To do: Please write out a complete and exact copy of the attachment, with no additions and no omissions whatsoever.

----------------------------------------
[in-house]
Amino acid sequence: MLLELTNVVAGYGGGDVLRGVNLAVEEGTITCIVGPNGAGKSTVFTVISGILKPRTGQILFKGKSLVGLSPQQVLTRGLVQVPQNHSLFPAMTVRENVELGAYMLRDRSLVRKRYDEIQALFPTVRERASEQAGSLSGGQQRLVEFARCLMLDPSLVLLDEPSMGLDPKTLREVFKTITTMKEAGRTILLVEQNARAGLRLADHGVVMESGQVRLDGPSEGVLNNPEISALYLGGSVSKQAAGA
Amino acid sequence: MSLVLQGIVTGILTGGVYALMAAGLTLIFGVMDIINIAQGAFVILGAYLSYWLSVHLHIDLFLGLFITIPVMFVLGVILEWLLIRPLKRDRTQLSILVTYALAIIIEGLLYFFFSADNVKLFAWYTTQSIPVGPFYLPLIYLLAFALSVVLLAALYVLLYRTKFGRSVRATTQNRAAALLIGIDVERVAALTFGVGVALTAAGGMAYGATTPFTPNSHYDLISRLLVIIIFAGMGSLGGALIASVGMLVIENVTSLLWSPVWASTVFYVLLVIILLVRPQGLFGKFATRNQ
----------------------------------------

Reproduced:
[in-house]
Amino acid sequence: MLLELTNVVAGYGGGDVLRGVNLAVEEGTITCIVGPNGAGKSTVFTVISGILKPRTGQILFKGKSLVGLSPQQVLTRGLVQVPQNHSLFPAMTVRENVELGAYMLRDRSLVRKRYDEIQALFPTVRERASEQAGSLSGGQQRLVEFARCLMLDPSLVLLDEPSMGLDPKTLREVFKTITTMKEAGRTILLVEQNARAGLRLADHGVVMESGQVRLDGPSEGVLNNPEISALYLGGSVSKQAAGA
Amino acid sequence: MSLVLQGIVTGILTGGVYALMAAGLTLIFGVMDIINIAQGAFVILGAYLSYWLSVHLHIDLFLGLFITIPVMFVLGVILEWLLIRPLKRDRTQLSILVTYALAIIIEGLLYFFFSADNVKLFAWYTTQSIPVGPFYLPLIYLLAFALSVVLLAALYVLLYRTKFGRSVRATTQNRAAALLIGIDVERVAALTFGVGVALTAAGGMAYGATTPFTPNSHYDLISRLLVIIIFAGMGSLGGALIASVGMLVIENVTSLLWSPVWASTVFYVLLVIILLVRPQGLFGKFATRNQ